Two commenters suggest that airplanes that have been modified through the incorporation of Riley Aviation supplemental type certificates (STC's) not be subject to this AD, or that the FAA wait for the Riley Aviation solution to the unsafe condition for those affected airplanes. In addition, two commenters request explanation related to installation requirements of STC and parts manufacturer approval (PMA) parts as they relate to the exhaust systems on Cessna 300 and 400 series airplanes.

The FAA does not concur. The Riley Aviation modification through STC's utilizes design parts that are equivalent to the original type design. The FAA has determined that exhaust systems that have been modified through Riley Aviation STC's are subject to the unsafe condition addressed by this AD. Although Riley Aviation may indeed develop actions to address this unsafe condition, the FAA cannot delay AD action waiting for actions that have yet to be developed or approved. However, any owners/operators of the affected airplanes can present data to show that their exhaust systems utilize design parts that should not be subject to this AD by submitting an alternative method of compliance request in accordance with the procedures specified in this AD. The FAA will evaluate the merits of each request and either grant or deny the alternative method of compliance. No changes have been made to this AD as a result of these comments.

Comment Issue No. 11: Maintenance and Pilot Training

Numerous commenters state that part of the safety problem comes from inadequate maintenance and the need for pilot training. These commenters suggest that additional pilot training and mandated preflight checks could alleviate the unsafe condition. Many commenters feel that the FAA is arbitrarily punishing the majority of owners/operators of the affected airplanes because of the inadequate maintenance practices of a few operators. These commenters state that the existing maintenance requirements are adequate to provide the necessary safety level intended by this AD, and that if the FAA enforced the existing rules there would not be any problems.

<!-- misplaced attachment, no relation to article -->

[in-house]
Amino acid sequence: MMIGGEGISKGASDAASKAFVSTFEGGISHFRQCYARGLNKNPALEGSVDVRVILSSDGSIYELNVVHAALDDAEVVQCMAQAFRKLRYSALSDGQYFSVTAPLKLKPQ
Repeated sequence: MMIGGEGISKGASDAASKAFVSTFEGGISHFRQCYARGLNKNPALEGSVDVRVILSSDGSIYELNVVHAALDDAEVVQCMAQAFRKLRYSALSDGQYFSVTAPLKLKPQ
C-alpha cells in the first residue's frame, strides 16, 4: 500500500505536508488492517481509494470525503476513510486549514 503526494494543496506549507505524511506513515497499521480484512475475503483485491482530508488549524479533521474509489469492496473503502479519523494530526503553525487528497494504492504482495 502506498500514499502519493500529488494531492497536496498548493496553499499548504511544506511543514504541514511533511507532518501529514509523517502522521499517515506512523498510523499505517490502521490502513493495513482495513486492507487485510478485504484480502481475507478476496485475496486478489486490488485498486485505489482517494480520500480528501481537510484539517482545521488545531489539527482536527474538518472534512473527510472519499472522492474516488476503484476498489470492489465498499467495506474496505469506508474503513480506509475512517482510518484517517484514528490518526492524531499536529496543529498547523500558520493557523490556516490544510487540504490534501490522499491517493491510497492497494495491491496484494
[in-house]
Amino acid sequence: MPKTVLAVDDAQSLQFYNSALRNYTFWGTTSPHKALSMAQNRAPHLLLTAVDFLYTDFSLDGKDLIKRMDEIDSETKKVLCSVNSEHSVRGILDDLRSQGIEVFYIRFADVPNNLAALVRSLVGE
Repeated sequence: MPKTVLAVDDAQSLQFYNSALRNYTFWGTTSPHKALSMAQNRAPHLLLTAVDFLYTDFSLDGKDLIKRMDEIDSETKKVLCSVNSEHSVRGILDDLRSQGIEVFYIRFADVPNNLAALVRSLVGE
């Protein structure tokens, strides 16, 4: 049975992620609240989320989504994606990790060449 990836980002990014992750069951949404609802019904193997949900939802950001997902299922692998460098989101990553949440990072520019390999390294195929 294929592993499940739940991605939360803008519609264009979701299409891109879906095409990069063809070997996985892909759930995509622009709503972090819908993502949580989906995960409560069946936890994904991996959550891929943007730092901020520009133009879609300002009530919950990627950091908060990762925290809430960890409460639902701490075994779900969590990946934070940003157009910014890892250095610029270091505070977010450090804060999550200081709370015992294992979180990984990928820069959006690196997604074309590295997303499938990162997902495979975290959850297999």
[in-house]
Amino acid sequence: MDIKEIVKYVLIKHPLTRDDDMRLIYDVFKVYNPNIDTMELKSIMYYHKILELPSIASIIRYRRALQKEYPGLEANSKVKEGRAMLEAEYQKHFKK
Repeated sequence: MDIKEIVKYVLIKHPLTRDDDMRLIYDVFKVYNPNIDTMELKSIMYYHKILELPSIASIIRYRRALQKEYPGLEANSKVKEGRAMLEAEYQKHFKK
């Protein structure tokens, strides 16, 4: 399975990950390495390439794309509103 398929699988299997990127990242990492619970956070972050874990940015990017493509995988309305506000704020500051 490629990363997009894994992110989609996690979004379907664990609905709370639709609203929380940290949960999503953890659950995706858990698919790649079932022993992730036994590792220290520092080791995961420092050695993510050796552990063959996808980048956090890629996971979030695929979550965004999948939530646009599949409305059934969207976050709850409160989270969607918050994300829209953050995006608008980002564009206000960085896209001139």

The FAA concurs that pilot training and preflight checks could reduce the potential for the unsafe condition from occurring. However, the FAA has determined that the unsafe condition is in part the result of maintenance practices that are not adequate to provide the necessary safety level intended by this AD. The FAA has determined that the condition should be addressed through inspections and exhaust system repair and parts replacement. No changes to this AD Start Printed Page 2848have been made as a result of these comments.

Comment Issue No. 12: Part 135 Operations

Five commenters suggest that the FAA exempt those airplanes that are regulated by a maintenance program such as that required for airplanes operating in accordance with part 135 of the Federal Aviation Regulations (14 CFR part 135). The commenters state that such maintenance programs already require the actions specified in the NPRM.